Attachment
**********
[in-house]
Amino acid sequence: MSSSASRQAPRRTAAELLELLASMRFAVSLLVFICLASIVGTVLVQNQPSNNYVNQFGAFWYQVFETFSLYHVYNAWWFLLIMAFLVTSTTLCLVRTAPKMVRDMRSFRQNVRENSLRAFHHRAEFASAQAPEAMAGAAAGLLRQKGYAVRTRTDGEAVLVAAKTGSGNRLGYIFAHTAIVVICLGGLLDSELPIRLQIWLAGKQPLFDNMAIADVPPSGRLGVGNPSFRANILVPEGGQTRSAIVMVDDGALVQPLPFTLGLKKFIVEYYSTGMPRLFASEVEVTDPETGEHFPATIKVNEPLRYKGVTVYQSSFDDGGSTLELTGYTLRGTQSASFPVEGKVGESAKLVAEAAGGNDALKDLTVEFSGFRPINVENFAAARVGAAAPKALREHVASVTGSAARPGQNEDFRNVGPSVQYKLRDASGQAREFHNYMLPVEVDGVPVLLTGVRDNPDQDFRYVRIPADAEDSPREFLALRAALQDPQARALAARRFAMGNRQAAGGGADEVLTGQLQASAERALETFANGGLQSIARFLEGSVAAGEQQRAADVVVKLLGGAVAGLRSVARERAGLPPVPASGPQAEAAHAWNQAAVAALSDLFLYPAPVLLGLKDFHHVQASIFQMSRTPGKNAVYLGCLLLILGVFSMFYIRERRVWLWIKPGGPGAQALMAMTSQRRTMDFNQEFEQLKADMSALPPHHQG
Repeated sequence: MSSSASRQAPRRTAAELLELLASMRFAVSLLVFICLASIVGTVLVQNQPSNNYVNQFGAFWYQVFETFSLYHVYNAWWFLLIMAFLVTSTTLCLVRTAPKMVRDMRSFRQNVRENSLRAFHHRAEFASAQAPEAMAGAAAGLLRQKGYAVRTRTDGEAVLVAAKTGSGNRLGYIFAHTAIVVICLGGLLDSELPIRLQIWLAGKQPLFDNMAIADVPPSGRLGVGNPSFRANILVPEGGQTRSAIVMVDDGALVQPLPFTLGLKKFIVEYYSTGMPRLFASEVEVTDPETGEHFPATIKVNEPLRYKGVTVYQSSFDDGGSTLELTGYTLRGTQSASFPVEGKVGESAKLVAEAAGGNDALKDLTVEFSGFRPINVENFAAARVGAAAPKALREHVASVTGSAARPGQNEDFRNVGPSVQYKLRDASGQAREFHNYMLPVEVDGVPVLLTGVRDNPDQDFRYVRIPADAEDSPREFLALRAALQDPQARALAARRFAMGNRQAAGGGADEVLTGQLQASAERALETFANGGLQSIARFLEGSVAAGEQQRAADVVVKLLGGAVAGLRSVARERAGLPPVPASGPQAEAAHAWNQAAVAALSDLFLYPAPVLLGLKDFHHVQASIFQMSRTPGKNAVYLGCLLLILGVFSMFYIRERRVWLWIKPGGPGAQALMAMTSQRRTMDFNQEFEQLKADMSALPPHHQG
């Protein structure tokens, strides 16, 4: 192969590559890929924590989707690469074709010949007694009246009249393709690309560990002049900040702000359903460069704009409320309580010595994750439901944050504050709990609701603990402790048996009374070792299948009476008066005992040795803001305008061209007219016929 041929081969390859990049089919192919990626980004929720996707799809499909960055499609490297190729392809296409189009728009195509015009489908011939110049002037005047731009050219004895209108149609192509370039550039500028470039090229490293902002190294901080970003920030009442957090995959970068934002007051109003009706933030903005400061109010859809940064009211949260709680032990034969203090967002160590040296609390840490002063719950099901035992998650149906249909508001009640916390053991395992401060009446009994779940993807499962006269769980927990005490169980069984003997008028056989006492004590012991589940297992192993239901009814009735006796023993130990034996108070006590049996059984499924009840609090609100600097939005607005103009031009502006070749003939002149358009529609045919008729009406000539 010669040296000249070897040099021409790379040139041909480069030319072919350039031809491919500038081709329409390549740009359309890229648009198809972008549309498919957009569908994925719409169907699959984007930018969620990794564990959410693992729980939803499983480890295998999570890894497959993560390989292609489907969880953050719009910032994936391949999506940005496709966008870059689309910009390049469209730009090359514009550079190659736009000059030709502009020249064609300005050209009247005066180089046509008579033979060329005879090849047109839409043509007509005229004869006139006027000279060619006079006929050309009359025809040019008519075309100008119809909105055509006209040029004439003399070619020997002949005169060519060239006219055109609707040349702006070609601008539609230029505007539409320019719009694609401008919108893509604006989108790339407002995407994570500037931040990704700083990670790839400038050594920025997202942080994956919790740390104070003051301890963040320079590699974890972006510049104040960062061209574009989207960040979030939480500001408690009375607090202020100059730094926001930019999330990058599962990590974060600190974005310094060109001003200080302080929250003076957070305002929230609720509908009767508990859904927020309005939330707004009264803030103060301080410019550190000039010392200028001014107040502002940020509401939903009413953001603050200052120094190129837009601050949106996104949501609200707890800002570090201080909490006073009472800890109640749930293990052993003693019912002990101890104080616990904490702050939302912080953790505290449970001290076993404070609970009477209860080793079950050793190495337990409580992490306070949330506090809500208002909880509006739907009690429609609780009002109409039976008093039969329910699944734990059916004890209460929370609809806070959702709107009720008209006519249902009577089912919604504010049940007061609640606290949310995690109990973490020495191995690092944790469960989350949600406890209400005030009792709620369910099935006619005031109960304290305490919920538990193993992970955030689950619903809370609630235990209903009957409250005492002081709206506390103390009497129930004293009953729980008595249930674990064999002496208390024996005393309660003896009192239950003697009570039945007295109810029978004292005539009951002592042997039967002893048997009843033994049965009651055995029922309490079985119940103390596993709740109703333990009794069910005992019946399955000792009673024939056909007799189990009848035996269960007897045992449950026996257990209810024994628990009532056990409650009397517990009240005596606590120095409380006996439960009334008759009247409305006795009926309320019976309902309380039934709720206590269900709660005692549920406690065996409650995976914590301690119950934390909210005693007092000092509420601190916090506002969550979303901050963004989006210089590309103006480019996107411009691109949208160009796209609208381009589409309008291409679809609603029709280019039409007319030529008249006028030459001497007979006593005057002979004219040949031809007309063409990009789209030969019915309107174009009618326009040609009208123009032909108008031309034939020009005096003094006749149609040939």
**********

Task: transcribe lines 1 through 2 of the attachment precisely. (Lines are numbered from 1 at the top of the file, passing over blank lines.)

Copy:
[in-house]
Amino acid sequence: MSSSASRQAPRRTAAELLELLASMRFAVSLLVFICLASIVGTVLVQNQPSNNYVNQFGAFWYQVFETFSLYHVYNAWWFLLIMAFLVTSTTLCLVRTAPKMVRDMRSFRQNVRENSLRAFHHRAEFASAQAPEAMAGAAAGLLRQKGYAVRTRTDGEAVLVAAKTGSGNRLGYIFAHTAIVVICLGGLLDSELPIRLQIWLAGKQPLFDNMAIADVPPSGRLGVGNPSFRANILVPEGGQTRSAIVMVDDGALVQPLPFTLGLKKFIVEYYSTGMPRLFASEVEVTDPETGEHFPATIKVNEPLRYKGVTVYQSSFDDGGSTLELTGYTLRGTQSASFPVEGKVGESAKLVAEAAGGNDALKDLTVEFSGFRPINVENFAAARVGAAAPKALREHVASVTGSAARPGQNEDFRNVGPSVQYKLRDASGQAREFHNYMLPVEVDGVPVLLTGVRDNPDQDFRYVRIPADAEDSPREFLALRAALQDPQARALAARRFAMGNRQAAGGGADEVLTGQLQASAERALETFANGGLQSIARFLEGSVAAGEQQRAADVVVKLLGGAVAGLRSVARERAGLPPVPASGPQAEAAHAWNQAAVAALSDLFLYPAPVLLGLKDFHHVQASIFQMSRTPGKNAVYLGCLLLILGVFSMFYIRERRVWLWIKPGGPGAQALMAMTSQRRTMDFNQEFEQLKADMSALPPHHQG